Kadyrov, in announcing the ouster of Asu Dudurkayev from the head of the Chechen branch of the Federal Migration Service, said the decision had been made following public complaints that his employees are rude and use red tape to exhort bribes.
"We have came to the conclusion that Dudurkayev can no longer be entrusted with this post," Kadyrov said in a statement on his Instagram account.
But the main reason for the ouster appeared to be the fact that Dudurkayev's daughter had joined the ranks of rebels engaged in a two-year war to topple the government of Syrian President Bashar Assad. The Kremlin, scorning Western pressure, has steadfastly backed Assad in the struggle, even as it has cast a worried eye on the several hundred Russians fighting with the rebels for an Islamic state there.
The reality that the daughter of a high-ranking Chechen official is engaged in the conflict might have been too much.
"Dudurkayev, being the head of one of the most important agencies, has no moral right to speak with his employees about morality and patriotism and religion," Kadyrov said. "His own daughter is in the ranks of the Wahhabis and bandits who shed the blood of innocent civilians and blow up Islamic shrines in Syria.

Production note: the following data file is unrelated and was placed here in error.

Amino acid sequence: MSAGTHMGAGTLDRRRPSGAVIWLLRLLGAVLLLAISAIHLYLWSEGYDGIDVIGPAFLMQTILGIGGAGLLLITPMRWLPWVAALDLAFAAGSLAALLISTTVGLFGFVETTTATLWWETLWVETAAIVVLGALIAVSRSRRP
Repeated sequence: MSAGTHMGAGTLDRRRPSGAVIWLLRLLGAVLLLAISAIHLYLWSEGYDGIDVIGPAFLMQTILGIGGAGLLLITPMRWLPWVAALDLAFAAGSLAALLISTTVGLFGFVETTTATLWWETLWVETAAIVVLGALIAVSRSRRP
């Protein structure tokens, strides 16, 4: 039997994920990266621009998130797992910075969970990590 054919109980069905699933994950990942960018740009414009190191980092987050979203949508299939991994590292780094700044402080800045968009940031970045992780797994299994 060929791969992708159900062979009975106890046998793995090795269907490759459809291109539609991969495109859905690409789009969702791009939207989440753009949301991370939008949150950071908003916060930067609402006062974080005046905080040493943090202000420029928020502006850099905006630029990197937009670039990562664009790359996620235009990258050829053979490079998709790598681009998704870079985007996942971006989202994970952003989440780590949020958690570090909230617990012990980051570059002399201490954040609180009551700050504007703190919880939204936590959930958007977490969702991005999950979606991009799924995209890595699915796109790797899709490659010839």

"We offered to help him secure the return of his daughter, and he said he would resolve the issue on his own. But his daughter is still with the bandits," he said.
A political analyst who specializes on Chechen issues, Abdullah Istamulov, said he sympathized with Dudurkayev. "It's a sad situation. Asu Dudurkayev has left, admitting that he could not resolve the situation with his daughter," Istamulov, head of the Grozny think tank, told Vesti state television. "Woe to any father whose adult child fails to live up to his expectations."